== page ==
Friday, February 15, 2013

How to Protect Your Memory: 101


Remember what you've been told for most of your life about having been born with all the brain cells you'll ever have and it’s downhill from there? Do you still believe that? Do you know that it's possible to not only grow new brain cells, but to strengthen those that are there and to provide them with new connections? Does all of this seem a bit like science fiction? Sure it does, but the latest research is pointing to the fact that science fiction probably led the way for us to imagine the unimaginable and now we can do something about it.

Deep within the brain there is an area in what might be called a small opening (one of several called ventricles) where a supply of stem cells is stored. Why are they there? At this point, we really don't know but it almost seems as though they are spare parts waiting to be used or, more correctly, waiting for us to learn how to use them. It may be quite sly of Mother Nature and we do know that our mother is taking care of us.

Yes, so there are lots of new findings related to not only the brain but to memory and cognition, our thinking processes. Too much of the media is focused on brain pathology and the loss of our cognitive processes and of our memory. This is most probably because that will catch people's attention and bump up viewing. In the service of collecting and holding viewers, the TV media folks often forget about the simple things we can do to help Mother Nature help us. And what we have to do is pretty simple.

First, we know that nerves, even damaged nerves, can regrow if we direct them and give them an opportunity to do so. We also know that just doing simple, regular exercise is important, in some way, to help our brains keep our memory sharp or sharper and protect our cognitive processes. I learned this while I was researching a book I was writing on multiple sclerosis (It's Not All in Your Head). One researcher was looking at three groups of individuals all over the age of 70 and she wanted to find out if a simple exercise like swimming could affect memory. What did she find out? Swimming indeed somehow improved the memory scores of the group that swam on a regular basis.

What else do we know can help those delicate little neurons in our brain reach out and touch each other in new and very exciting ways? How about something, again quite simple, like learning how to juggle? Juggling has been shown to improve memory, but not everyone is going to want to juggle. Okay, so you don't want to learn how to juggle and maybe it's not convenient to swim regularly, so what can you do?

Take a piece of advice from some incredible research that has been done over the years with a group of nuns living in Minnesota. Several, or should I say many, of the nuns live to the ripe old age of 100+. The oldest nun, who died with her cognition and her memory intact, was 105. What the nuns made it a point to do each year was to learn something new. Many of them took up learning a new language and this has shown the power of language to help maintain memory. It's very much like exercise for the brain, isn't it? And there’s lots of free language programs on the internet, so no expense necessary there.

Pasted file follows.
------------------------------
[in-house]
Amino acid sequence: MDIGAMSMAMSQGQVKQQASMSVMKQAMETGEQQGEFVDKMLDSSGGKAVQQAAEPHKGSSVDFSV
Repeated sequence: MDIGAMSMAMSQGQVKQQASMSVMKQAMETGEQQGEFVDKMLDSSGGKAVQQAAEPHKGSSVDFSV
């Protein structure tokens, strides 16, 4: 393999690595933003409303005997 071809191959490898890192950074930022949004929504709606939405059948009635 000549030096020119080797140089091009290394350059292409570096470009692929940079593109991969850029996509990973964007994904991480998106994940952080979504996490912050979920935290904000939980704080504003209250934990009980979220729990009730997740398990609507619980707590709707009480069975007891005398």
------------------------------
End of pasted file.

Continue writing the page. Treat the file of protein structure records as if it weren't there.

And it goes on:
The choice is up to you. You can swim, you can juggle, you can learn a new language or you can even learn simple computer coding. If you would like to find out more about simple coding, and please don't think this is limited to children because of the type of system used, go to my Computer page on my website (www.drfarrell.net) and look at Ruby or some of the other simple coding systems. It's not all that complicated and all of the effort you put into it will result in a benefit greater than any investment you will ever make. Begin to invest in yourself in this way and you can pat yourself on the back repeatedly.

Do you have to become a victim of Alzheimer's disease? I have my doubts there, too. You read a lot about those plaques in the brain and they seem to be the reason memory degrades and that is the current belief about the basis of Alzheimer's. Did you know that these same plaques in skin cells?  The mystery of Alzheimer's is not that simply solved and it may be even much more than plaques or the genes that we carry in our DNA.

For a moment let's go back to that study of the nuns in Minnesota. What they found, in addition to how useful constant new learning can be, was that early childhood education was important, but also that nuns who lived a long life with intact memory had those plaques and tangles in their brains. These nuns, therefore, have the characteristic biological evidence of something like Alzheimer's, but they did not have the cognitive decline that would have been expected.

You are charge right now.  Set a plan for yourself regarding how you are going to protect your memory and your cognitive processes. It's up to you, not your doctor and not researchers. What will you decide to do?